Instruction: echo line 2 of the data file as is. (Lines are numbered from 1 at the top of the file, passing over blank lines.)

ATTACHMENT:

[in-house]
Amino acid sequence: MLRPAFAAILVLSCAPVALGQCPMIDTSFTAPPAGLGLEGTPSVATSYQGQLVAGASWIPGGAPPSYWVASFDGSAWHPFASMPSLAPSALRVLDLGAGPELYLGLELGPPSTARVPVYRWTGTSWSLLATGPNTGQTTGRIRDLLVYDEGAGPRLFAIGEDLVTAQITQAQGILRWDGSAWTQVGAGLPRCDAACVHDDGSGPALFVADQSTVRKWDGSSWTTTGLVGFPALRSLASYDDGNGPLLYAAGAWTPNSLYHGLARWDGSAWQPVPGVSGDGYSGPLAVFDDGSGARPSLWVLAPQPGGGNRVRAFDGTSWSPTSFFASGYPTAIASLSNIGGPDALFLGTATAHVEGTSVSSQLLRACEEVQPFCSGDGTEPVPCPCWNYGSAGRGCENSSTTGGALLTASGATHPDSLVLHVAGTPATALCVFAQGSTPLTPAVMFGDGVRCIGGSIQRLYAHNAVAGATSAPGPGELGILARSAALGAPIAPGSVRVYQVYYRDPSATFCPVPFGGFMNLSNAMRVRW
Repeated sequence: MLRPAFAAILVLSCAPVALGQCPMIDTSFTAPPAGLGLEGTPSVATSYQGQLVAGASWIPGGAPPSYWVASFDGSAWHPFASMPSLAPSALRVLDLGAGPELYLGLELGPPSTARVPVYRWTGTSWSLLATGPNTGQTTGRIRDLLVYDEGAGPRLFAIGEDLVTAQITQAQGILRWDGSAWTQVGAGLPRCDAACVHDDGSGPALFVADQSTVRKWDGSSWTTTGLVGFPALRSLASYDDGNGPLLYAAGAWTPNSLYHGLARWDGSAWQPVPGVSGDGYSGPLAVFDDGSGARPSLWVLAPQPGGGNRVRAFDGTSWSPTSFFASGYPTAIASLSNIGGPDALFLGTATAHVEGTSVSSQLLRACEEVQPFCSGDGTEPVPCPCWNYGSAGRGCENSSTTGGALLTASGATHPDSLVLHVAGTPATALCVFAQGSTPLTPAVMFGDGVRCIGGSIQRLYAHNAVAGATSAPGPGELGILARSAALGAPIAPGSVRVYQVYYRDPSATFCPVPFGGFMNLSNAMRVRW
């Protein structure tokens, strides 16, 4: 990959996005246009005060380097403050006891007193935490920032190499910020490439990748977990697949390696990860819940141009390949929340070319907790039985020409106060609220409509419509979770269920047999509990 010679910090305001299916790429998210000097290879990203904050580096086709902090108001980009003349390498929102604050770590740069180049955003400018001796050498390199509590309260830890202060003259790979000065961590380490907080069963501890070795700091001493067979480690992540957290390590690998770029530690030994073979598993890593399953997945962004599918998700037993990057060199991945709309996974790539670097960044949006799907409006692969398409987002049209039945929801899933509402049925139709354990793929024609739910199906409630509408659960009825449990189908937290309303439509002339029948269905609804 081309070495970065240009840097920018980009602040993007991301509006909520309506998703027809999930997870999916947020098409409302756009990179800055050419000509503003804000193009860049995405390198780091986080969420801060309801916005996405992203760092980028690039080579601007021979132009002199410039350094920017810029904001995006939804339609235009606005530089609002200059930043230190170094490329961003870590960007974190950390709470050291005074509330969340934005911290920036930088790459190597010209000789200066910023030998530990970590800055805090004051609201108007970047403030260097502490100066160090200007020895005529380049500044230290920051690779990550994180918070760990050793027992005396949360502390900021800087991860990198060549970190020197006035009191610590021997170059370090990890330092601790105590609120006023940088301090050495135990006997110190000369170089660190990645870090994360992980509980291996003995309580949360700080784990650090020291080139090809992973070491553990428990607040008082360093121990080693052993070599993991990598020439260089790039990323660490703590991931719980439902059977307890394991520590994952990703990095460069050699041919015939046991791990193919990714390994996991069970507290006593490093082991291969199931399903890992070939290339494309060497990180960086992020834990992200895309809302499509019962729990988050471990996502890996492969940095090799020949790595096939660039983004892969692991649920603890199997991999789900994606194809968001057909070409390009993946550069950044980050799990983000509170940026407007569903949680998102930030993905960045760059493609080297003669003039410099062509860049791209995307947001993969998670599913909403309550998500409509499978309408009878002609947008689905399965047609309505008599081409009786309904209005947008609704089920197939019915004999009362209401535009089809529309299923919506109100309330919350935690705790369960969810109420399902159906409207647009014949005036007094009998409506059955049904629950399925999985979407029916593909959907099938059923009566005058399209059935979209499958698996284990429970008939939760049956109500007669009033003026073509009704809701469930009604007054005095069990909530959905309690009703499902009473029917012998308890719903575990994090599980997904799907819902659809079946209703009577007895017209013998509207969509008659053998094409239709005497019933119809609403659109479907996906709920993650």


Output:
Amino acid sequence: MLRPAFAAILVLSCAPVALGQCPMIDTSFTAPPAGLGLEGTPSVATSYQGQLVAGASWIPGGAPPSYWVASFDGSAWHPFASMPSLAPSALRVLDLGAGPELYLGLELGPPSTARVPVYRWTGTSWSLLATGPNTGQTTGRIRDLLVYDEGAGPRLFAIGEDLVTAQITQAQGILRWDGSAWTQVGAGLPRCDAACVHDDGSGPALFVADQSTVRKWDGSSWTTTGLVGFPALRSLASYDDGNGPLLYAAGAWTPNSLYHGLARWDGSAWQPVPGVSGDGYSGPLAVFDDGSGARPSLWVLAPQPGGGNRVRAFDGTSWSPTSFFASGYPTAIASLSNIGGPDALFLGTATAHVEGTSVSSQLLRACEEVQPFCSGDGTEPVPCPCWNYGSAGRGCENSSTTGGALLTASGATHPDSLVLHVAGTPATALCVFAQGSTPLTPAVMFGDGVRCIGGSIQRLYAHNAVAGATSAPGPGELGILARSAALGAPIAPGSVRVYQVYYRDPSATFCPVPFGGFMNLSNAMRVRW